Trudeau then said he has told CSIS, starting right away, to tell the government when it gets intelligence relating to threats on MPs and their families, as the government still needs to “know about it,” even though the agency might not think it’s relevant.

Chong had met with CSIS in June 2021 as part of a broad outreach to multiple parliamentarians but was not told anything about the CCP spying on him and his family.

According to records from the Department of Global Affairs, Zhao worked at China’s Toronto consulate and was suspected of being an “intelligence actor.”

The potential interference by foreign agents has many Canadians concerned, especially considering Trudeau’s past praise for China’s “basic dictatorship” and his labeling of the dictatorial nation as his favorite country other than his own.

Former Canadian ambassador to China David Mulroney told LifeSiteNews this week that the fact Chong was not notified shows either Canada’s intelligence agency is guilty of not doing its job, or the federal government is “covering” up its own “negligence.”

“Either CSIS is guilty of a major dereliction of duty, or the government actually was aware and is simply covering up its own deeply worrying negligence and lack of concern,” Mulroney said.

CPC leader Pierre Poilievre has demanded to know why Chong was not informed by the Trudeau government, or CSIS regarding the spying incident.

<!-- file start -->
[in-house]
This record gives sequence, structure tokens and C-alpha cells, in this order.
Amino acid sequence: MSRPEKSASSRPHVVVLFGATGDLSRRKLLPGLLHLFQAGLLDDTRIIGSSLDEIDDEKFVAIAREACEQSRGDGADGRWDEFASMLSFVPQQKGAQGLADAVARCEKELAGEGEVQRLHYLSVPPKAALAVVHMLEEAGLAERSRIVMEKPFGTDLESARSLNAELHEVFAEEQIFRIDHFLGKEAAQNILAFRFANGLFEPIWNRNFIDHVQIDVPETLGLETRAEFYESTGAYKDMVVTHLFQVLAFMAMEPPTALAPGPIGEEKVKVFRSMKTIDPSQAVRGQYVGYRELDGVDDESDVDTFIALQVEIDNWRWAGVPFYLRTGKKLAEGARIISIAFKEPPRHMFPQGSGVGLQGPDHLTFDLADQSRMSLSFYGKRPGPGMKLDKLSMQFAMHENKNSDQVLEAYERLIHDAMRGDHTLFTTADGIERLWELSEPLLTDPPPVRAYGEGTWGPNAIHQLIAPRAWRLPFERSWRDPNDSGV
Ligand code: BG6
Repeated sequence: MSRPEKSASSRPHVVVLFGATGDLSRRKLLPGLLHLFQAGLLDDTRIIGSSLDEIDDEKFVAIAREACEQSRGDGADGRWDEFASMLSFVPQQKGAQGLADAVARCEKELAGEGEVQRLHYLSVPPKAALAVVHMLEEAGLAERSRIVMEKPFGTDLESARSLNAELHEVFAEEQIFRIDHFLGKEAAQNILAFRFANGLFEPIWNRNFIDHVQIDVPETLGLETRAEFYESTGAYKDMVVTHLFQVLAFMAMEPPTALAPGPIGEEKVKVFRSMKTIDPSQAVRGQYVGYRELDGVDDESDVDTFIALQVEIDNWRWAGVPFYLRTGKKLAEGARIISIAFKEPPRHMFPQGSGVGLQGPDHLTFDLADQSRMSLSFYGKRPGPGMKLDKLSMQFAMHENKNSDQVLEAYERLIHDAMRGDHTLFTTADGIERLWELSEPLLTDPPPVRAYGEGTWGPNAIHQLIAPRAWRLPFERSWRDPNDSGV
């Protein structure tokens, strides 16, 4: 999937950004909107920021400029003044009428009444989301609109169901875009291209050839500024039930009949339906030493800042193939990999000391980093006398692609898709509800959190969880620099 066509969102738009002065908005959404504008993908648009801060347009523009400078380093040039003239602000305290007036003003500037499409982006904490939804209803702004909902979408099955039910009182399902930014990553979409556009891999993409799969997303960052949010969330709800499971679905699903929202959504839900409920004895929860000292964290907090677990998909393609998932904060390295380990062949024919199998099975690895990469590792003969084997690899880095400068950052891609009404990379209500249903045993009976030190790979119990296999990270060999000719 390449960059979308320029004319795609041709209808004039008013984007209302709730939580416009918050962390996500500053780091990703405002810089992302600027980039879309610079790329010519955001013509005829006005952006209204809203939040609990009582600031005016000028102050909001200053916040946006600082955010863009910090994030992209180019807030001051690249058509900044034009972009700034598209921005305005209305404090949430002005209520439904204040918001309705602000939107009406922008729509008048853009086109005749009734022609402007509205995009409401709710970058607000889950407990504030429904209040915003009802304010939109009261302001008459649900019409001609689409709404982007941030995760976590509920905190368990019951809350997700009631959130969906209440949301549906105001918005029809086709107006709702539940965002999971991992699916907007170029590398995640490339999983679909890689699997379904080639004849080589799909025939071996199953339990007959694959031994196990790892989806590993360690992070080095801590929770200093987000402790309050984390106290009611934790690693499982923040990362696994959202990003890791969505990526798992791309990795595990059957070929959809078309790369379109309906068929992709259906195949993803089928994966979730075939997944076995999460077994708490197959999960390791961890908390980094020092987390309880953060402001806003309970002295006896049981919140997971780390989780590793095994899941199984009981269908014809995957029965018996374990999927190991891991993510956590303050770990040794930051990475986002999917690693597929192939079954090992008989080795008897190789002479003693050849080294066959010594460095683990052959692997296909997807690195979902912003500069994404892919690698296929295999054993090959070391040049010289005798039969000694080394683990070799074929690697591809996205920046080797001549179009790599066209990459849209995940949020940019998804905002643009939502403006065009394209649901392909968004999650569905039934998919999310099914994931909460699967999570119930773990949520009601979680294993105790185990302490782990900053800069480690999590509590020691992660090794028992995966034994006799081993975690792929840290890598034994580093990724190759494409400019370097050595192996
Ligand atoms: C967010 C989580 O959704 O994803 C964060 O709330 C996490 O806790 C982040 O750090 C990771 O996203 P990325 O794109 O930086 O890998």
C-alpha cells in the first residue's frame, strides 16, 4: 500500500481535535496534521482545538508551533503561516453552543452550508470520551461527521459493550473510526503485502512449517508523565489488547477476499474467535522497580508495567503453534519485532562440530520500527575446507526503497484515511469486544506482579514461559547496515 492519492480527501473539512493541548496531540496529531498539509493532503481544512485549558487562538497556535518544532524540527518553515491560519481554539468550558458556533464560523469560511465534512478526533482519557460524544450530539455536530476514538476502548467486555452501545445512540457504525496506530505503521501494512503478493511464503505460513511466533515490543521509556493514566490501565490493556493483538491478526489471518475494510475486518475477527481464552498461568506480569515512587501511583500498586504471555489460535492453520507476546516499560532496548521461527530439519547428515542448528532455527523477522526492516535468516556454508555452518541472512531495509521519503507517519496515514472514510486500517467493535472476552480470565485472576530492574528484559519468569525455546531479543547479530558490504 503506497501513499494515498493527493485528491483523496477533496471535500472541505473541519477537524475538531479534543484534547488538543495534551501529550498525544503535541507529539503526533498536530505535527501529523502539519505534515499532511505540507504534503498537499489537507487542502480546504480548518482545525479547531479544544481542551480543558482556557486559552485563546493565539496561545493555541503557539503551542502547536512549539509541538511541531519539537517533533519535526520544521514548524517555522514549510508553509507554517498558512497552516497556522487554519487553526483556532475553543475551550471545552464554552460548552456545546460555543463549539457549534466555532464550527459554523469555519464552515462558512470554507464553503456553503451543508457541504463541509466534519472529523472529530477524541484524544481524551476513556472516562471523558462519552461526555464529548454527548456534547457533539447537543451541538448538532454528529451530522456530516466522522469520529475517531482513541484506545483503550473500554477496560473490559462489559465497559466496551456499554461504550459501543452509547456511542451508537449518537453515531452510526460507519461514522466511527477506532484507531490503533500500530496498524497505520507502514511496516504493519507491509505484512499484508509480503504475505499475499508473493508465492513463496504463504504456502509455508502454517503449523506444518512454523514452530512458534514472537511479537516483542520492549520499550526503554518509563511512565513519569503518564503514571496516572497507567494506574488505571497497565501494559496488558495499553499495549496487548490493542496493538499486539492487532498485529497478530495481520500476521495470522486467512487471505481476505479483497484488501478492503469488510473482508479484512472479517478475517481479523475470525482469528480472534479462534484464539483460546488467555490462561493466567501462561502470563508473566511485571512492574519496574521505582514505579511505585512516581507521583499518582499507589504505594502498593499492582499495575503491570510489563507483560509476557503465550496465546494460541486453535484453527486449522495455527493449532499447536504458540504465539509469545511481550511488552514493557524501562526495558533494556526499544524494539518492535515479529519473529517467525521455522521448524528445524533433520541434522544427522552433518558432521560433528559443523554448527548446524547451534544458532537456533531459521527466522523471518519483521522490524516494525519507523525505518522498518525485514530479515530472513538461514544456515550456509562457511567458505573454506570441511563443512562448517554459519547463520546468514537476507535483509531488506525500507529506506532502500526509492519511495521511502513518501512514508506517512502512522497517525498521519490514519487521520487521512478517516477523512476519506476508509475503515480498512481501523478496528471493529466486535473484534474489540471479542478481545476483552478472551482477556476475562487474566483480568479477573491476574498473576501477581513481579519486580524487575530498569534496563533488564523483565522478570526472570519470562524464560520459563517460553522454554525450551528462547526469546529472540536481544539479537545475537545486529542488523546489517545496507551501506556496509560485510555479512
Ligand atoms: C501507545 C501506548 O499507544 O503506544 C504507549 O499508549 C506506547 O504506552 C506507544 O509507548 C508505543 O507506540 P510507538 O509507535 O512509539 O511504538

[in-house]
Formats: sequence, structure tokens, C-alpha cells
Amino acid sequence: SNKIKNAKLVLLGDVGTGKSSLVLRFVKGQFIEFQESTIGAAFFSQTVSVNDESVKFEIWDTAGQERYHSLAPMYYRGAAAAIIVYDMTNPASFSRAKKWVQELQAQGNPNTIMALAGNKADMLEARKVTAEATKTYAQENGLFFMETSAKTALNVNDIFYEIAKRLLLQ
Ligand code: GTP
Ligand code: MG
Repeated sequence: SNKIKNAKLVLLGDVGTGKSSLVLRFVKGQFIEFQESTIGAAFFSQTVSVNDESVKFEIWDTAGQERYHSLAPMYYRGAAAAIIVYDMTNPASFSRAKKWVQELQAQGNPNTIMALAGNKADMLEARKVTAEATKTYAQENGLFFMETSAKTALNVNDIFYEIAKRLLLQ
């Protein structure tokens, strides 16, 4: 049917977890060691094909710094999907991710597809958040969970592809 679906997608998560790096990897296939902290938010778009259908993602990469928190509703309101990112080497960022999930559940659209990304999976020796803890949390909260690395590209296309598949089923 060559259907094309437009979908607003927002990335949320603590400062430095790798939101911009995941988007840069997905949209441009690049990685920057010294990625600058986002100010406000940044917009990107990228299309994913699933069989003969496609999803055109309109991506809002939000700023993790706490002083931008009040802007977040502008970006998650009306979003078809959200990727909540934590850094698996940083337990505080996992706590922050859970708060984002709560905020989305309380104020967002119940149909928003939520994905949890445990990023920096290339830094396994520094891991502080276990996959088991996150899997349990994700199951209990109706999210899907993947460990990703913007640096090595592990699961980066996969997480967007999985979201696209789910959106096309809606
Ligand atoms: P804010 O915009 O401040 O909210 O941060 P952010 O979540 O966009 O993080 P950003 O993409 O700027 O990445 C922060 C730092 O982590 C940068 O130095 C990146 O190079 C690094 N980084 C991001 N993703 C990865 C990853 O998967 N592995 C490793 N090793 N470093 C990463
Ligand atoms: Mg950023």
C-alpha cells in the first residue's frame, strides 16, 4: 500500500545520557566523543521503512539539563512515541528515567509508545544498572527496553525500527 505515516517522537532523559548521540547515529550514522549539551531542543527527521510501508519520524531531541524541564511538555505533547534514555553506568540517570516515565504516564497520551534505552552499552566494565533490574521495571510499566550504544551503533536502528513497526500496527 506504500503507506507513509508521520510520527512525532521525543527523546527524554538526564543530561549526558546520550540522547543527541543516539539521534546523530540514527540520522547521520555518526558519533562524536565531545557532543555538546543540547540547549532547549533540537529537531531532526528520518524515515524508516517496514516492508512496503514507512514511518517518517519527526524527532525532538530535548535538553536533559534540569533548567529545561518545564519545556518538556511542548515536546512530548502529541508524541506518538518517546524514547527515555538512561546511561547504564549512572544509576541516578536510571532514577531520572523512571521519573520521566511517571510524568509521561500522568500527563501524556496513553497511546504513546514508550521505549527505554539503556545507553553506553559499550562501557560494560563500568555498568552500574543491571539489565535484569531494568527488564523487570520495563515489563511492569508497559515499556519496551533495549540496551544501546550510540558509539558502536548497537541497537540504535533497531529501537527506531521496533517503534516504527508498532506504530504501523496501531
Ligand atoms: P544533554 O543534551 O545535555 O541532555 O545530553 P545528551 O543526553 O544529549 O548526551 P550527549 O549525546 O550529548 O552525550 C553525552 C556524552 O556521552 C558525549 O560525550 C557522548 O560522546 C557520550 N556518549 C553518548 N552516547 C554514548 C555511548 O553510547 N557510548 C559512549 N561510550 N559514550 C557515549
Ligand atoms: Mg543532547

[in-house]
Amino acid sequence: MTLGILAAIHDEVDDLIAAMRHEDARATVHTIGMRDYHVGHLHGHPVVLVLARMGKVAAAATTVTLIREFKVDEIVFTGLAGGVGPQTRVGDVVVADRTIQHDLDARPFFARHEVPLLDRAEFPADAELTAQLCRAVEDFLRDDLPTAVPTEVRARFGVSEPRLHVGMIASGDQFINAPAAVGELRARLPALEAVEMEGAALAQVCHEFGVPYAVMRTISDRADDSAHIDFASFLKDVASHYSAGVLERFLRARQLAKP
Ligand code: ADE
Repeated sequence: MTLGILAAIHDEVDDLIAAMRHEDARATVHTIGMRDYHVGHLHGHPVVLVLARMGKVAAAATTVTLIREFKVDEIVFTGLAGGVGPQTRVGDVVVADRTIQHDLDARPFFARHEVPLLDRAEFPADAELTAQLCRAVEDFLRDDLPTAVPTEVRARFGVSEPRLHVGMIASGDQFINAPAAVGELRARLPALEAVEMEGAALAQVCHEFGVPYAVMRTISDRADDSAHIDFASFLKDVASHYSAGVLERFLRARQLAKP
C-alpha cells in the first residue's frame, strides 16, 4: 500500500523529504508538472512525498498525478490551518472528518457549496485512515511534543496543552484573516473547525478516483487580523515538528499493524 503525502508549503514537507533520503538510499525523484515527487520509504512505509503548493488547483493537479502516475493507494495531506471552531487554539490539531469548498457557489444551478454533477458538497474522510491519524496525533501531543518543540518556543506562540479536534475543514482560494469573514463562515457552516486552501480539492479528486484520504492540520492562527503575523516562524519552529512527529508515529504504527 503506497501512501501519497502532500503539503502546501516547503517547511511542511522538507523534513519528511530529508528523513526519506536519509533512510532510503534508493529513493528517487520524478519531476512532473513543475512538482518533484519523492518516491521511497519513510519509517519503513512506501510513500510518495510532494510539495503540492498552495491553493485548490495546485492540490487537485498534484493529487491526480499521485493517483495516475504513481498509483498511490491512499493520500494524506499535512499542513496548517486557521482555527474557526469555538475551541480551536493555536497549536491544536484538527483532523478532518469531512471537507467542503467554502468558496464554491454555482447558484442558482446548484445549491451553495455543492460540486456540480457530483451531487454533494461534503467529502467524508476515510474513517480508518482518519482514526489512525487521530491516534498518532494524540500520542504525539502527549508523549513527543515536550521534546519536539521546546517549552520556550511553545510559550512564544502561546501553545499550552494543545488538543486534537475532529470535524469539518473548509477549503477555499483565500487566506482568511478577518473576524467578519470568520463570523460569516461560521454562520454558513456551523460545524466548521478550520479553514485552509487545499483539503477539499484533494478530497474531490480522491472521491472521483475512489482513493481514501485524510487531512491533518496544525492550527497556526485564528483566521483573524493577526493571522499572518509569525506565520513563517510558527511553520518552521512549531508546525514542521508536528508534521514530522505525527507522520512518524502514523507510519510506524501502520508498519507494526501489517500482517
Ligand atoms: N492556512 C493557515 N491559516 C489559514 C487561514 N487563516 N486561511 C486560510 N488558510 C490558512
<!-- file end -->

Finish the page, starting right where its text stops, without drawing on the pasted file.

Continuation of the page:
On Tuesday during a debate in the House of Commons, CPC leader Pierre Poilievre ripped into Trudeau, asking him why he did not expel the “diplomat” who was targeting Chong.

“The government knew that an agent from Beijing had organized to threaten the family of a member of Canada’s Parliament because of a vote in the House of Commons. The government knew this,” Poilievre said.

Trudeau ignored Poilievre and did not reply.

Opposition parties, notably the CPC, have been for weeks demanding that Trudeau launch a full independent public inquiry over the China election meddling scandal.

Instead of a full public inquiry, as MPs from all opposition parties had requested, Trudeau appointed an “independent special rapporteur,” former Governor General David Johnston, to look into the allegations.

Of note is that Johnston was a member of the Pierre Elliot Trudeau Foundation but was removed the group’s website after a scandal broke detailing how the non-profit group received a $200,000 donation that was alleged to be connected to the CCP.

Earlier this month, the entire board of directors, including the president and CEO, of the Pierre Elliot Trudeau Foundation resigned after the report surfaced.